WASHINGTON, April 8 (UPI) -- Iran has made a rare conciliatory gesture towards the United States by endorsing the U.S. statement that coalition forces had not damaged the Shiite religion's two holiest shrines in Iraq.
Iran's official Islamic Republic News Agency carried a telephone interview on Tuesday with a prominent Shiite cleric who said the shrines were "untouched."
The Iraqi cities of Najaf and Karbala have the mausoleums of the first and the third imams of the Shiite Muslims. Any damage to these shrines could inflame emotions across the Islamic world as Islam's majority Sunni sect also regards the two imams as holy, one of whom -- Ali -- was the son-in-law of Prophet Mohammed and the other -- Hussain -- his grandson.
Since Iran is so far the world's only Shiite state, Iran's endorsement of the U.S. claim would go a long way in pacifying the Shiites, particularly in Iraq where the Shiites are a majority.
Observers say that if Iran wanted, it could have turned up the heat on the Americans by endorsing a counter-claim by Iraqi Information Minister Mohammed Said al-Sahhaf who said last Wednesday that coalition forces were trying to destroy the two mausoleums.
Instead, the official news agency ran an interview with a prominent Shiite cleric, Seyyed Abdelmajid al-Khoei who said: " This claim that holy sites have been damaged is not true at all."
Khoei, who arrived from London last Tuesday and now lives in Najaf, the site of the mausoleum of Imam Ali, is also a prominent member of the anti-Saddam Iraqi opposition.
"Believe me, not a single bullet has hit the wall of the shrine," Khoei told the Iranian news agency.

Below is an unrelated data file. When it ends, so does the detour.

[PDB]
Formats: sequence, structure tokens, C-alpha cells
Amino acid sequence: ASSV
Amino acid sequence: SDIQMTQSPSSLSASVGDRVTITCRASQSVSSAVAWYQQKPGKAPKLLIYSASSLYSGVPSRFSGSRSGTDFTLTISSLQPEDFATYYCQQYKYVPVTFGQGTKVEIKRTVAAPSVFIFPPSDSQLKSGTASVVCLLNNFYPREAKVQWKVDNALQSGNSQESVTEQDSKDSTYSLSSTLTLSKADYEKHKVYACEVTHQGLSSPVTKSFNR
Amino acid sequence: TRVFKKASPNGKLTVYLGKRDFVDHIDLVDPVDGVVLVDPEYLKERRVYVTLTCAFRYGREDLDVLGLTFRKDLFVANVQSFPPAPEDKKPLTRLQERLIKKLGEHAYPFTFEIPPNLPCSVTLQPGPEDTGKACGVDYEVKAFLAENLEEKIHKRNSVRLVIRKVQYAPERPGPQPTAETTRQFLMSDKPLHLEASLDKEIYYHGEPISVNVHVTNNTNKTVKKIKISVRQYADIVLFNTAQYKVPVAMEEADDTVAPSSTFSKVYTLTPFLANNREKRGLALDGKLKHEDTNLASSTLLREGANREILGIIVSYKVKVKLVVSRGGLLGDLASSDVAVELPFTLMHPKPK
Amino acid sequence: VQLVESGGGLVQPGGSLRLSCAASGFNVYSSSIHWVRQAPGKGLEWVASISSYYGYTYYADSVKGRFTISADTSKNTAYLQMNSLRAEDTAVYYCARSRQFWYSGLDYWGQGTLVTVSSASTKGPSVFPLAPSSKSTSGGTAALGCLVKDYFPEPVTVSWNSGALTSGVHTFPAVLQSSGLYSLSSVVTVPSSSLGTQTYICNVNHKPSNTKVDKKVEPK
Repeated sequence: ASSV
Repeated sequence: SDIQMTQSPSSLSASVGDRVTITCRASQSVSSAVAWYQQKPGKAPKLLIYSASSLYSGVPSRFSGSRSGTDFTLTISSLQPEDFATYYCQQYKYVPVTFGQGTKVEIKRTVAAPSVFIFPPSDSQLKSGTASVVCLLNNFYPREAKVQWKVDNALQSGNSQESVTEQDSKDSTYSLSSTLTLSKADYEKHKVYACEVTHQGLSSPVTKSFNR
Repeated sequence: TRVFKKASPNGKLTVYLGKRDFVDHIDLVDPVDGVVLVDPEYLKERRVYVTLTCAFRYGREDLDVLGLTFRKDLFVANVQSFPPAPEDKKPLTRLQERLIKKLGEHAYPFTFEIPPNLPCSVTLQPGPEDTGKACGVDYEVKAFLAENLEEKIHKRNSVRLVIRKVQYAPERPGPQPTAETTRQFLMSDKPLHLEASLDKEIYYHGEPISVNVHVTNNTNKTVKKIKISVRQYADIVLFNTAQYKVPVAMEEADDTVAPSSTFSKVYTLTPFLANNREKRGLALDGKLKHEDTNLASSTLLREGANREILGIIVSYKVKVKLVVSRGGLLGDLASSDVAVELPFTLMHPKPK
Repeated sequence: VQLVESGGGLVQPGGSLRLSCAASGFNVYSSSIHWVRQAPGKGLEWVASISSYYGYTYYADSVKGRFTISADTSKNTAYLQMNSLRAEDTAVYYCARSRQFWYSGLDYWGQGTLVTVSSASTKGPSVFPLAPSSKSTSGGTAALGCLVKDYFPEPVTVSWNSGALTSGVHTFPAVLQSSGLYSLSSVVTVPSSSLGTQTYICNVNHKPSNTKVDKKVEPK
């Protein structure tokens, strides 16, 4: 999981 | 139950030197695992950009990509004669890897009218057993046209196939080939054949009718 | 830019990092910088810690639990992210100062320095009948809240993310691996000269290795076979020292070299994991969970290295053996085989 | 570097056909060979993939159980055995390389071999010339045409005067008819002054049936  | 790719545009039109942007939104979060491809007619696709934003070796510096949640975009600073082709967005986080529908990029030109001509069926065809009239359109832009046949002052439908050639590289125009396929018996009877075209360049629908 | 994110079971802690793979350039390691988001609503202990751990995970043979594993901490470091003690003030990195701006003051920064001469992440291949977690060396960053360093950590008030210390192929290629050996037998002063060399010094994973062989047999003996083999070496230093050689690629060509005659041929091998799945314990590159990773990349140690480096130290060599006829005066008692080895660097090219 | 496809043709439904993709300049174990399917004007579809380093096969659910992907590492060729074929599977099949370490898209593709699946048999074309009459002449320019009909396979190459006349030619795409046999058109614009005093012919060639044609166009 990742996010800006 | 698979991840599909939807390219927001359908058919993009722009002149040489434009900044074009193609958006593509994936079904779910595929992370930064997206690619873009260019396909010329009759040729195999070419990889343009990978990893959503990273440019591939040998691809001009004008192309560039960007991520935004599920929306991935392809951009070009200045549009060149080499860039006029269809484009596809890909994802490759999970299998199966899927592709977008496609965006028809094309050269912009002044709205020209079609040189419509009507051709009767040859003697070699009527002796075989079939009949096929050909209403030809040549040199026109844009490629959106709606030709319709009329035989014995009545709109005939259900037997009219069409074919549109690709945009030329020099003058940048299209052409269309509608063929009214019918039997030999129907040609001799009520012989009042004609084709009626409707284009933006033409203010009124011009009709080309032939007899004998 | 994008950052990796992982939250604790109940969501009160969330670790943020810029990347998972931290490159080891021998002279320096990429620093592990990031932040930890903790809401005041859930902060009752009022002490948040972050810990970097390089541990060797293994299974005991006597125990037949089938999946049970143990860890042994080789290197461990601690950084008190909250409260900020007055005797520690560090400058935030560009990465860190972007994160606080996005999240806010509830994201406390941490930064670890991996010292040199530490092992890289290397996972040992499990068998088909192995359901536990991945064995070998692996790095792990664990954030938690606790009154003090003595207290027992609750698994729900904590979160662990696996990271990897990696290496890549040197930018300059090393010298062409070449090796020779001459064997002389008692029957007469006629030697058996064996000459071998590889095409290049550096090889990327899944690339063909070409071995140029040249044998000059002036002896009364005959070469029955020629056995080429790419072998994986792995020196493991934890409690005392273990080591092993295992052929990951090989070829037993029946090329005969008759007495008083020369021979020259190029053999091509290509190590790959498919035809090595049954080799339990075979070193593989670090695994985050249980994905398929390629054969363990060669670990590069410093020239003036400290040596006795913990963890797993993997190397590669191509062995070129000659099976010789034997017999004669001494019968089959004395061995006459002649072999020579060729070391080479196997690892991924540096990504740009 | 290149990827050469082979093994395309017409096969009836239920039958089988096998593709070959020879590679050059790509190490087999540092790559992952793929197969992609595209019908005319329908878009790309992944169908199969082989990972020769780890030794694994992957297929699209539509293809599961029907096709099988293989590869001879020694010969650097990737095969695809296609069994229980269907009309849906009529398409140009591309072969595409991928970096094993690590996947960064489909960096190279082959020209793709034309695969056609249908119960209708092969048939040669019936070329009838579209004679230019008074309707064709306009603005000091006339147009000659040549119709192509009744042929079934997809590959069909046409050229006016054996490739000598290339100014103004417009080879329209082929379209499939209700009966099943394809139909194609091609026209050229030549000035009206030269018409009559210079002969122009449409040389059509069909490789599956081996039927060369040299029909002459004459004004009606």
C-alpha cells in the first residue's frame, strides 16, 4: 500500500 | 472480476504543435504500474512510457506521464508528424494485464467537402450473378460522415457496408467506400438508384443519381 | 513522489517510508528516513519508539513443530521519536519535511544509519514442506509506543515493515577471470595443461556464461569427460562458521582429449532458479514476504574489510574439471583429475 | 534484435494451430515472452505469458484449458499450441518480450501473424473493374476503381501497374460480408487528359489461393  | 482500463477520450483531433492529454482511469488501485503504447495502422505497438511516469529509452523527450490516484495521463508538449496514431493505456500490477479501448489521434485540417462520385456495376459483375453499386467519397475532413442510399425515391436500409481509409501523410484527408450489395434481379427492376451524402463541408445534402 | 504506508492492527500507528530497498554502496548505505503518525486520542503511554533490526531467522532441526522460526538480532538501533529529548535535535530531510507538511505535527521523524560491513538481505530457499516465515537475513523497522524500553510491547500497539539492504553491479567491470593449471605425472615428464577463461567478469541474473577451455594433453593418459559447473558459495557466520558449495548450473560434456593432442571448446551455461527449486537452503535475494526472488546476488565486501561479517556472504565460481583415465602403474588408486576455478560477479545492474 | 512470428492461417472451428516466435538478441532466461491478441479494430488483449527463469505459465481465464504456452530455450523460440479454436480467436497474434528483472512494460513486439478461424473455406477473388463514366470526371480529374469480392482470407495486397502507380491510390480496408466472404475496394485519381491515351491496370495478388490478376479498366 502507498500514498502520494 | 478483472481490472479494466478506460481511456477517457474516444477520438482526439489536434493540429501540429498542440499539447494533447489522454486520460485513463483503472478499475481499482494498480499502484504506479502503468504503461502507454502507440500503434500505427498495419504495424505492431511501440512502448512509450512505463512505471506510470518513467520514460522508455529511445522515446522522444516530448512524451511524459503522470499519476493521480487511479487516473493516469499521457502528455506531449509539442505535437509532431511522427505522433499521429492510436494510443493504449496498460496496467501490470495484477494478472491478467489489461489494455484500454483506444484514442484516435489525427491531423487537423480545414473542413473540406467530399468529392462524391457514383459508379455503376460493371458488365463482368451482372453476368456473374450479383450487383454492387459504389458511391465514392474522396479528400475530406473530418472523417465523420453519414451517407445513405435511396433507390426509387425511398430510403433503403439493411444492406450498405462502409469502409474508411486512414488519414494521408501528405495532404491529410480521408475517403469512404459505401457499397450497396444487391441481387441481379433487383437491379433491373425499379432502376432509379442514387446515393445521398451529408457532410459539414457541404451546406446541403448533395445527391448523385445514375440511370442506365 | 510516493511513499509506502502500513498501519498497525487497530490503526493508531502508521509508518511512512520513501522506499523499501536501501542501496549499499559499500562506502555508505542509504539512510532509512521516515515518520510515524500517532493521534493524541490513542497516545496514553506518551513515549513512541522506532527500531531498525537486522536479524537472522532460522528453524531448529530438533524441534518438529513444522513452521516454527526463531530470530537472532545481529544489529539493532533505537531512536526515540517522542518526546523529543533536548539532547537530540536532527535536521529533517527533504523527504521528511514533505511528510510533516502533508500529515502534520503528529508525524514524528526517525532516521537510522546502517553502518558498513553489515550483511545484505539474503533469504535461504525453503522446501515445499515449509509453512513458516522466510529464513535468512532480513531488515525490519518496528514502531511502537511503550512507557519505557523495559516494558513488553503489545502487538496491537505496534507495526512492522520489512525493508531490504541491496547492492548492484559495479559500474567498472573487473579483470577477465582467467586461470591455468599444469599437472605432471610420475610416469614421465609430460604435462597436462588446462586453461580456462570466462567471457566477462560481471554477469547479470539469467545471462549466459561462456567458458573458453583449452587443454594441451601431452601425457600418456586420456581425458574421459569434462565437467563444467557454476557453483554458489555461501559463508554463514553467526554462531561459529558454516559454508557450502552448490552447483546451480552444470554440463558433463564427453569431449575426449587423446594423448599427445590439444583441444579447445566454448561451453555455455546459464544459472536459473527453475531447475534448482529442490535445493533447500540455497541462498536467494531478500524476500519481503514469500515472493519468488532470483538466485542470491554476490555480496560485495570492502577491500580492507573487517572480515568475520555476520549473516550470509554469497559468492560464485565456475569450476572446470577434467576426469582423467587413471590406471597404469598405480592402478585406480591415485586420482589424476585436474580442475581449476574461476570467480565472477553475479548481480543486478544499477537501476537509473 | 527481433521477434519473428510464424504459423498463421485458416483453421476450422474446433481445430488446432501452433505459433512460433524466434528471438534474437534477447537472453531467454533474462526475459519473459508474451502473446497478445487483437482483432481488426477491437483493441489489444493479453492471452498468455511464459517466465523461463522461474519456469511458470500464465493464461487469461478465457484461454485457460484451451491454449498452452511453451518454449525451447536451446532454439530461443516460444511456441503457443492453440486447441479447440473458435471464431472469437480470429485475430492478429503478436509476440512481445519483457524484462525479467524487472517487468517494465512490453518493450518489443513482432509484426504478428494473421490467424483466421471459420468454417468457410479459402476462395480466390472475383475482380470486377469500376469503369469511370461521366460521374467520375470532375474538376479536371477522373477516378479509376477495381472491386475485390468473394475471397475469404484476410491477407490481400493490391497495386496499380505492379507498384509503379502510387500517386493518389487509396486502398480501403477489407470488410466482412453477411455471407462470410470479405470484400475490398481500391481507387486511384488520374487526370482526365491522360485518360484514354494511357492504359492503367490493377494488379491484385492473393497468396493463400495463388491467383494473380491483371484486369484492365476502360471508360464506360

The U.S. Central Command has also blamed Iraq for any damage, saying that coalition forces were making every effort to protect Muslim holy sites.
Khoei has also said that in the past the pro-Saddam militia had used residential areas in Najaf as human shields to protect themselves against the coalition forces.
The cleric told IRNA that life in the Shiite holy city was "very much back to normal."
"Restaurants, shops and the grand bazaar are open but the city does not have electricity which forces shopkeepers to close early," he added.
The city was also facing a shortage of gas as all gas stations ran on electricity, the cleric said.
Khoei said Najaf was "completely in the hands of its residents and the last remnants of Iraqi militiamen from the ruling Baath party and Saddam's suicidal Fedayeen forces had "either been killed, captured or fled."
Khoei also said that residents of Najaf assisted coalition forces in fighting Saddam's men, pointing out their hideouts and leading U.S. troops to them. This assistance, he said, helped in "breaking their resistance."
The cleric said that coalition forces were only controlling the entry and exit routes and there was no military presence inside Najaf.
"Running water, which was cut a week ago after the Baath forces blew off the main network upon retreat, was restored on Monday," he added.
The city administration, he said, was not functioning and all government offices and schools were closed.
"Local tribal heads, traders, teachers and former state officials have set up an interim setup of volunteers, which is now running the city's affairs," he added.
Khoei said the other Shiite holy city of Karbala was also peaceful and the fighting around the city, located on a strategic highway to Baghdad, also had subsided.
In another apparent display of peace toward the United States, the official Iranian news agency points out after the first Gulf War in 1991, Saddam Hussein's troops had ruthlessly crushed popular Shiite uprisings in these two cities.